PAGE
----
SAN JOSE, Calif. -- A man prosecutors say is one of the nation's most prolific child molesters was sentenced Monday to 152 years in prison for abusing two 12-year-old boys. Dean Arthur Schwartzmiller, 65, leaned on a cane and said nothing in his defense as he was sentenced for child molestation and possession of child pornography. When Schwartzmiller was arrested in June 2005, investigators found a memoir describing abuse, binders full of child pornography and 1,500 notebook pages with headings including "blond boys," "no, but yes boys," and "best of the best, 13 and under." Schwartzmiller, who had at least three molestation convictions and a dozen arrests over three decades, molested hundreds of boys, prosecutor Steve Fein said. Schwartzmiller acted as his own attorney during his October trial, telling the jury that he was innocent and maligned by a society that doesn't accept men who love boys. He also testified that his memoir and notebook entries were fiction. He said he could not have molested the two San Jose boys, who are cousins, because he was either at a construction job or bedridden with a bad back at the time. And he blamed his roommate, also a convicted child molester, for the porn. He has been arrested on child molestation charges in New York, Idaho, Oregon, Arkansas and Washington. He did not register as a sex offender, so he did not appear in the Megan's Law databases in California or other states, police said.
Hubble's main cameraloses observation ability
BALTIMORE -- Two thirds of the observation ability on the popular Hubble Space Telescope's main camera have been permanently lost following power supply problems, NASA announced Monday. The Advanced Camera for Surveys shut down again over the weekend, the third outage in less than a year for the instrument. The orbiting observatory entered a protective "safe mode" Saturday morning and an initial investigation has determined that its backup power supply failed, the space agency said. Observations are expected to resume this week using the Hubble's other instruments. One of the three cameras on the ACS, the solar blind channel, is expected to be returned to operation, possibly by the middle of February. The outlook is not good for the other two, said Dave Leckrone, a senior scientist on the Hubble Space Telescope project at the Goddard Space Flight Center in Greenbelt. "We're not optimistic at all that those will be restored," Leckrone said.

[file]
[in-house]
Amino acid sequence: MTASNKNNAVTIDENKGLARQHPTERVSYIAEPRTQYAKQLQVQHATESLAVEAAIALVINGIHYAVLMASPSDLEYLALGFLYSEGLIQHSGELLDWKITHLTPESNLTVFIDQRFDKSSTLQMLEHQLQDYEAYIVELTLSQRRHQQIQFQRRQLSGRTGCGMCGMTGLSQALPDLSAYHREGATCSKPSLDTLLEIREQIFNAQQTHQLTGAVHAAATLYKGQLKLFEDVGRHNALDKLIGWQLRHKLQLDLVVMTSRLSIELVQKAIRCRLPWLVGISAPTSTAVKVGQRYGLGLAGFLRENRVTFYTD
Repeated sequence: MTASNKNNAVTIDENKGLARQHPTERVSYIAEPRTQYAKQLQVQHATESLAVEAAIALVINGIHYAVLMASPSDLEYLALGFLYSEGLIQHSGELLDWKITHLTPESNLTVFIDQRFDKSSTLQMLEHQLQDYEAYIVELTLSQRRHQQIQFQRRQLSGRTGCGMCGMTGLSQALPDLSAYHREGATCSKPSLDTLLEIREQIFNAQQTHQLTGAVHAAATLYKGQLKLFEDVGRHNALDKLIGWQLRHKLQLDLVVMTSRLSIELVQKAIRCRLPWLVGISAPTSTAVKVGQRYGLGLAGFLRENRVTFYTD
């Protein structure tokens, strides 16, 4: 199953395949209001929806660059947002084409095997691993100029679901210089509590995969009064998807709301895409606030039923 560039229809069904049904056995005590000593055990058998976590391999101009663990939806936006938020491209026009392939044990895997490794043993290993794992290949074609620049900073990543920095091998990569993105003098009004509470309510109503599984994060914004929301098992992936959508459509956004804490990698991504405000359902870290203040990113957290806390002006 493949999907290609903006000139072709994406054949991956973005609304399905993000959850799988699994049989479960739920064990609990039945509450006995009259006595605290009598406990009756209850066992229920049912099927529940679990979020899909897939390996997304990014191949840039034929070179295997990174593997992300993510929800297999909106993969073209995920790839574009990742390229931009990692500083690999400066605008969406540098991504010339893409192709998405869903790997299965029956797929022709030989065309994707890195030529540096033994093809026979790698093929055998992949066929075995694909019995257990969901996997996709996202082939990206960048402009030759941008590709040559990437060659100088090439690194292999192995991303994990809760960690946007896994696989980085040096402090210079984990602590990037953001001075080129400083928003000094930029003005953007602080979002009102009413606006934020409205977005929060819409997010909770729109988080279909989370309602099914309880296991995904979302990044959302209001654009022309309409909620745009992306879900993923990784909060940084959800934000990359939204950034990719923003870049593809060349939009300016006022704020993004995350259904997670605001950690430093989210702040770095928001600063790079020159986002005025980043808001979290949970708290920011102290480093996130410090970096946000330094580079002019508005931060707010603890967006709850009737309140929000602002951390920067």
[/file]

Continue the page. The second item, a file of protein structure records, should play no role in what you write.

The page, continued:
Yearbook photo allowed
PROVIDENCE, R.I. -- A school district that initially refused to publish a yearbook photo showing a senior dressed in chain mail and holding a sword has agreed to print it after all, lawyers for both sides said Monday.
School officials still believe their decision to ban Patrick Agin's photo was correct, but they face a 600,000 deficit and couldn't afford the legal fight, said the district's attorney, Stephen Robinson. "It was strictly a cost-benefit analysis in the matter," he said. Agin, 17, dressed in costume for his senior photo. He belongs to the Society for Creative Anachronism, a group of 35,000 dues-paying members who stage mock battles, learn arts like calligraphy and conduct demonstrations in shopping malls. Portsmouth High officials claimed the photo violated the school's zero-tolerance policy for weapons. Agin and his mother sued with the help of the American Civil Liberties Union, saying the decision infringed on his right to free speech. The school district will also pay 2,000 in legal fees, the ACLU said. The state education commissioner this month ordered the district to print the photo. School officials can regulate the yearbook's content, the commissioner said, but rules were being enforced unfairly, since past editions of the yearbook contain photos of toy guns, arrows and a knife. The school band's banner depicts a rifle-toting patriot.